Federal Budget 2013
Federal Budget includes little in the way of surprises with the usual promise of big savings and big spending, though not this election year.PT5M5S http://www.canberratimes.com.au/action/externalEmbeddedPlayer?id=d-2jkj6 620 349 May 14, 2013
In the face of enormous pressure to return the budget to surplus quickly, Wayne Swan has run the other way.
Extra spending this financial year and the next will boost the 2012-13 deficit by a further $2.4 billion and the 2013-14 deficit by $720 million.
Only in the following two years will the cuts in the budget overwhelm the extra spending, pushing down the 2014-15 deficit by $6.2 billion (to a small projected surplus) and pushing down the 2015-16 deficit by $12.3 billion (to a substantial surplus).
The Treasurer has adopted what he calls this "sensible, calm and responsible approach" in part because of a fear the economy could not take a sharp shift to surplus, a concern shared by shadow treasurer Joe Hockey, who told an investment conference last month the Coalition would not "go down the path of austerity simply to bring the budget back to surplus".
Mr Swan puts it this way: "Just because the global economy took an axe to our budget does not mean we should take an axe to our economy."
Changed economic conditions have ripped $60 billion from the four-year total of expected tax collections since the last budget update in October.
The budget papers include a graph making the point that if tax collections had remained as high as in the final year of the Howard government (23.7 per cent of gross domestic product), the budget would still be roughly in balance.
Swan is clawing back two-thirds of the missing $60 billion by making $43 billion of savings, most of which increase over time instead of biting now when the economy is weak.
Emblematic is the freezing of the thresholds beyond which Australians can't get the family tax benefit. The freeze will hurt no one in the coming financial year but then will raise $207 million in 2014-15, $400 million in 2015-16 and $609 million in 2016-17. The $94,316 cut-off for the family tax benefit part A seems generous now, but it will seem less generous over time as income growth pushes more and more people beyond it.
The decision to increase tobacco excise in line with average weekly earnings rather than the much slower growing consumer price index is another measure where the impact will start low and then grow.
The extra Medicare levy, to be locked in a fund labelled DisabilityCare Australia, won't bite at all in the coming financial year. But from mid-2014 it will take $3.3 billion from incomes, then, two years later, $4.2 billion. Set at 0.5 per cent of incomes, it will climb as incomes climb.
The phasing out of the net medical expenses tax offset as recommended by the Henry tax review will save only $175 million in its first year. But it will save $510 million per year by 2016-17.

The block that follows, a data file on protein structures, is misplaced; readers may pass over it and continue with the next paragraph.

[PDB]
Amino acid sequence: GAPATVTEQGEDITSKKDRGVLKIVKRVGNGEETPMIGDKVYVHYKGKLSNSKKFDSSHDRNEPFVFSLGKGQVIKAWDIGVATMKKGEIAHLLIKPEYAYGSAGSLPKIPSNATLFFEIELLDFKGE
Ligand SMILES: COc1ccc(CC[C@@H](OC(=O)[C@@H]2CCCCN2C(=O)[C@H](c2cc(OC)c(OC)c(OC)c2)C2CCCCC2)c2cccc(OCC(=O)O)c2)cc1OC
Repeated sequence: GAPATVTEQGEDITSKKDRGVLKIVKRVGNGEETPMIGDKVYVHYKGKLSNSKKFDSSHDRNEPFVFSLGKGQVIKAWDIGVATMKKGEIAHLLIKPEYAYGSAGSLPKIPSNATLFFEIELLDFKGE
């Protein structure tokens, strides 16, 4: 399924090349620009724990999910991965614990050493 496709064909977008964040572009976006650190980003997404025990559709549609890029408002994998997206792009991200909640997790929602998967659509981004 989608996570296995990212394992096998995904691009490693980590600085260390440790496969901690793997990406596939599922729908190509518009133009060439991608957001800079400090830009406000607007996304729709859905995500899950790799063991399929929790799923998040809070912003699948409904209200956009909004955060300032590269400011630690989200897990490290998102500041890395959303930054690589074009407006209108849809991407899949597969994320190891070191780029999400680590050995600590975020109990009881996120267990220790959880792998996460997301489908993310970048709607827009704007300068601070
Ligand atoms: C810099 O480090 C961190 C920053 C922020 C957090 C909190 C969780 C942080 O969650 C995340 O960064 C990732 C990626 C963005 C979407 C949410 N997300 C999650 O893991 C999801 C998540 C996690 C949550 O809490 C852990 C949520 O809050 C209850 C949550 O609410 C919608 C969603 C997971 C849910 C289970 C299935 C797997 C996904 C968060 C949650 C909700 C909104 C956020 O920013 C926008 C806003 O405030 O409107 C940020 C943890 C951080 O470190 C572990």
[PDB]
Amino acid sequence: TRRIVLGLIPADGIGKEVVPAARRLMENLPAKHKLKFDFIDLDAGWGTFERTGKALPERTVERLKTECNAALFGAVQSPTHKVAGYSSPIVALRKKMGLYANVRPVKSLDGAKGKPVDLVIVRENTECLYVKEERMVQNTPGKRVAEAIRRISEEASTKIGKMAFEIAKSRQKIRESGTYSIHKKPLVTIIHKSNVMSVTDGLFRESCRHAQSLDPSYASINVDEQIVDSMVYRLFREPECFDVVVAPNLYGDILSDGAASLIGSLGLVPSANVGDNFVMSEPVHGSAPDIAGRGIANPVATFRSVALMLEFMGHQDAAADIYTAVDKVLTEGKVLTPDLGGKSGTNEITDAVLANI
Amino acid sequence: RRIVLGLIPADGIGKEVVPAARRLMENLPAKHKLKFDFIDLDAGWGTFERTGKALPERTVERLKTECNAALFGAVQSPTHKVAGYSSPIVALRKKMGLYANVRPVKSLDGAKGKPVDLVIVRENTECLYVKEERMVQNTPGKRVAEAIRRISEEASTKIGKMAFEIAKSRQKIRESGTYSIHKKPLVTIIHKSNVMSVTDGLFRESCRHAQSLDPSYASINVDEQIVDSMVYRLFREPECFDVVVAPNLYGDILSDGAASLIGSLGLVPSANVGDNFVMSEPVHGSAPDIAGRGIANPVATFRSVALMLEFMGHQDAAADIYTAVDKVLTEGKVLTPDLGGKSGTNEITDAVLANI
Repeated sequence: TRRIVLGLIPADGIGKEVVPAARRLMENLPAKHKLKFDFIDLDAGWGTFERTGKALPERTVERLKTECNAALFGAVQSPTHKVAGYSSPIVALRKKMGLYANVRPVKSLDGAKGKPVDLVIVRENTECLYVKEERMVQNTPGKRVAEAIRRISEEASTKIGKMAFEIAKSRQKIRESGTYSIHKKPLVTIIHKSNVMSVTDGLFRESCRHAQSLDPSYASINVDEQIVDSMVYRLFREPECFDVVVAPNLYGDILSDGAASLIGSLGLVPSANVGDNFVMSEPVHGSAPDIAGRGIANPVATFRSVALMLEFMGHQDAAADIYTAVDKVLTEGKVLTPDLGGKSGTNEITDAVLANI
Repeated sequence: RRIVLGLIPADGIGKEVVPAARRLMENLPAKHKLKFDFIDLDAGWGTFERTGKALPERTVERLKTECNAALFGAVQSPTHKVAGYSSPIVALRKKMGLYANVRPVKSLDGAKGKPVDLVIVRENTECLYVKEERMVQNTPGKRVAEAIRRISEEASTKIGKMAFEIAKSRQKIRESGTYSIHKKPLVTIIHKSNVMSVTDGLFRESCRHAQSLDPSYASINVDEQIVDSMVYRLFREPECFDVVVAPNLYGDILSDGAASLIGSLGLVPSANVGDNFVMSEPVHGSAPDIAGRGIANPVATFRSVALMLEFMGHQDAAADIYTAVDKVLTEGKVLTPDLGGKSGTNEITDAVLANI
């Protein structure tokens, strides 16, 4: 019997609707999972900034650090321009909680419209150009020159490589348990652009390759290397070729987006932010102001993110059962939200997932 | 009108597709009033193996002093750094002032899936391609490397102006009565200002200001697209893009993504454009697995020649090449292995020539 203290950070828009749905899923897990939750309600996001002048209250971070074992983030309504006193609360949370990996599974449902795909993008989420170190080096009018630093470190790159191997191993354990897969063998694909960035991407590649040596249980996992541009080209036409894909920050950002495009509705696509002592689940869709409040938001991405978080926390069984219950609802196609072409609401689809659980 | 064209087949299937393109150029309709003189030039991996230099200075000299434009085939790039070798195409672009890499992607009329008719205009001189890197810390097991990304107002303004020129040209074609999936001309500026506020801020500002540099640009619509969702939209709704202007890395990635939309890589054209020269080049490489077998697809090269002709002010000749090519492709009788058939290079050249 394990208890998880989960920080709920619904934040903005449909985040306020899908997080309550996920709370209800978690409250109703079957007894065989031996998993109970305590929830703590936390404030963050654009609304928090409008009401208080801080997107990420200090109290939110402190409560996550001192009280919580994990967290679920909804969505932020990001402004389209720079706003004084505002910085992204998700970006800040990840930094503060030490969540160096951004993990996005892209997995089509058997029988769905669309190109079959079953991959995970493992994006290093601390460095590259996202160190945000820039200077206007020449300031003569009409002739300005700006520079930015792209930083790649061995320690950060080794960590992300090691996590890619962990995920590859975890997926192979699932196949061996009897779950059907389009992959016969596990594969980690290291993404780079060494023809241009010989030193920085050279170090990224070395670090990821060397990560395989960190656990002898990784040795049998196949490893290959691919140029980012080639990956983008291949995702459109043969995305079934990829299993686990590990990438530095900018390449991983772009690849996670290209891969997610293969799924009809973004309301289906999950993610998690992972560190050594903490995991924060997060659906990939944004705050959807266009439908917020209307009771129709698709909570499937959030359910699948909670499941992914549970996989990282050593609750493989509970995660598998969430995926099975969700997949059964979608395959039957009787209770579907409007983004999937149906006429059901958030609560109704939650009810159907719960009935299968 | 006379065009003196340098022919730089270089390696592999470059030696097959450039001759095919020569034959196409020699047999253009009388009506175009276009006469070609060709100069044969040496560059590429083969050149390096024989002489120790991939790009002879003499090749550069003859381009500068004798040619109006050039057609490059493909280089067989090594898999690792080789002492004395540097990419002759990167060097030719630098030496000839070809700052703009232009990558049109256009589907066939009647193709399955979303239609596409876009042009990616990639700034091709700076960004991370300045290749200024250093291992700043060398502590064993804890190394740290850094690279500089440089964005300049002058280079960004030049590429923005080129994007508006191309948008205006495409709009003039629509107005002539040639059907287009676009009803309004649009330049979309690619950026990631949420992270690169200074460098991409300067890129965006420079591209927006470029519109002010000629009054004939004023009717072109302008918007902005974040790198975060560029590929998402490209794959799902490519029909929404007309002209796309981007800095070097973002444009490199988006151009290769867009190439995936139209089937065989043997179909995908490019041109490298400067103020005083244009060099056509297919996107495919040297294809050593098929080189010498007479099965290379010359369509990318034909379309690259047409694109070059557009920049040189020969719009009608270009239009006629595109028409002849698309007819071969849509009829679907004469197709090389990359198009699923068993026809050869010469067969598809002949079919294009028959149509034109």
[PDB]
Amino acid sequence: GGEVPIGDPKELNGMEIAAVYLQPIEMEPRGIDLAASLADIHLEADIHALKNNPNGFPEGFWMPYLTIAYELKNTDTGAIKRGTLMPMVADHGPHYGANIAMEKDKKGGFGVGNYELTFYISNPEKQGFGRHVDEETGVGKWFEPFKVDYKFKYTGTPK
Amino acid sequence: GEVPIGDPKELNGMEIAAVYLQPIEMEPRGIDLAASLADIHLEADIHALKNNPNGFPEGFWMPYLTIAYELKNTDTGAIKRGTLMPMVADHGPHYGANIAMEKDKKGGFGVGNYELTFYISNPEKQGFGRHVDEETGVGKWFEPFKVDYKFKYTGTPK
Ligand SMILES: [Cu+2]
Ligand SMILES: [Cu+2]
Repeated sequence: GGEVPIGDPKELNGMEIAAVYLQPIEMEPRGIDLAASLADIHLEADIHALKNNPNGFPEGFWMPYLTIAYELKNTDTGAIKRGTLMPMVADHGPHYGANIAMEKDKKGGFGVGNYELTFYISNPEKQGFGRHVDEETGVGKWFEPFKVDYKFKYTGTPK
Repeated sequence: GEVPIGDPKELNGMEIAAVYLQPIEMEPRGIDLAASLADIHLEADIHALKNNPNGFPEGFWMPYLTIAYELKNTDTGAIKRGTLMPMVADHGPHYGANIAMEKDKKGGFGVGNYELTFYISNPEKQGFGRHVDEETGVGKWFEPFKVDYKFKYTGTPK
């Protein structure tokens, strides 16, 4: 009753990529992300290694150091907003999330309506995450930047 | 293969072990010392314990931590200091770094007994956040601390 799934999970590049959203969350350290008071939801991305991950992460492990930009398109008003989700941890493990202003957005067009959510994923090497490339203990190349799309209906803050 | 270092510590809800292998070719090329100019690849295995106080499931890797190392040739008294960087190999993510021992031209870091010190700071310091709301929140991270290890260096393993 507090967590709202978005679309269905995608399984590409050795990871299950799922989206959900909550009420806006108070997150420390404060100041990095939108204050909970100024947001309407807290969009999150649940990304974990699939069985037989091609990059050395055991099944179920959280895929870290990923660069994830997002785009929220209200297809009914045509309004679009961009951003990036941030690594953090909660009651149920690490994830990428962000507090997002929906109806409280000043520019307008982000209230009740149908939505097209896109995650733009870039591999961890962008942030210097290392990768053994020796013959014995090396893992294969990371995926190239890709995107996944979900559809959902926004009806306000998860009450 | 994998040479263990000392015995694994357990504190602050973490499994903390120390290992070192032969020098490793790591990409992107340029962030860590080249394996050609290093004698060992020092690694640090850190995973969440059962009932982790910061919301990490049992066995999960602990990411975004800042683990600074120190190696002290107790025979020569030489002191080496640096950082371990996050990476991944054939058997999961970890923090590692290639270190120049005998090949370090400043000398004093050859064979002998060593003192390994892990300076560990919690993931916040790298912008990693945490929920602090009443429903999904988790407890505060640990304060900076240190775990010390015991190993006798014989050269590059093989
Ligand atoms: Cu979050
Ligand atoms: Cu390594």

So much do the measures Swan has put in place grow over time that he reckons he can fund 10 years' worth of the national disability insurance scheme and the schools improvement program with them.
But the projections aren't worth much coming from a Treasurer who, more than most, is acutely aware of how much things can change in just one year.
The budget documents make clear that any numbers produced beyond the next years are "projections" rather than forecasts. The difference is that "projections" assume standard rates of economic growth rather than forecast what it will be. By definition, "projections" don't encompass the possibility of recessions. If Australia did manage to last another 10 years without a recession, on world-record 21 it already lasted, it would indeed be a world-beating economy and would certainly able to afford DisabilityCare and the Gonski education payments.
Much depends too on an assumption that as mining investment fades mining production will ramp up to fill the gap. Investment detracts from tax collections, production builds them. But it is a guess about what will happen assuming demand from China remains high.
The projections assume an Australian dollar "around US103¢".
This was where it was when the budget was being finalised, but it isn't where it is now. It fell below US100¢ on Tuesday and may well stay there, highlighting how difficult it is to forecast a week ahead, let alone a decade into the future.
And some of the measures involve guesswork. Tightening the tax rules to prevent multinational corporations shifting profits offshore and related tax measures are said to raise $4 billion over the next four years. But the assumption is multinationals will agree to pay the extra tax and won't find new ways not to.
If all goes as planned, government debt will peak at $192 billion, instead of the previously forecast $145 billion. The total is 11 per cent of GDP, instead of the previously expected 9 per cent. Net debt would be eliminated in 2021-22, one year later than previously expected.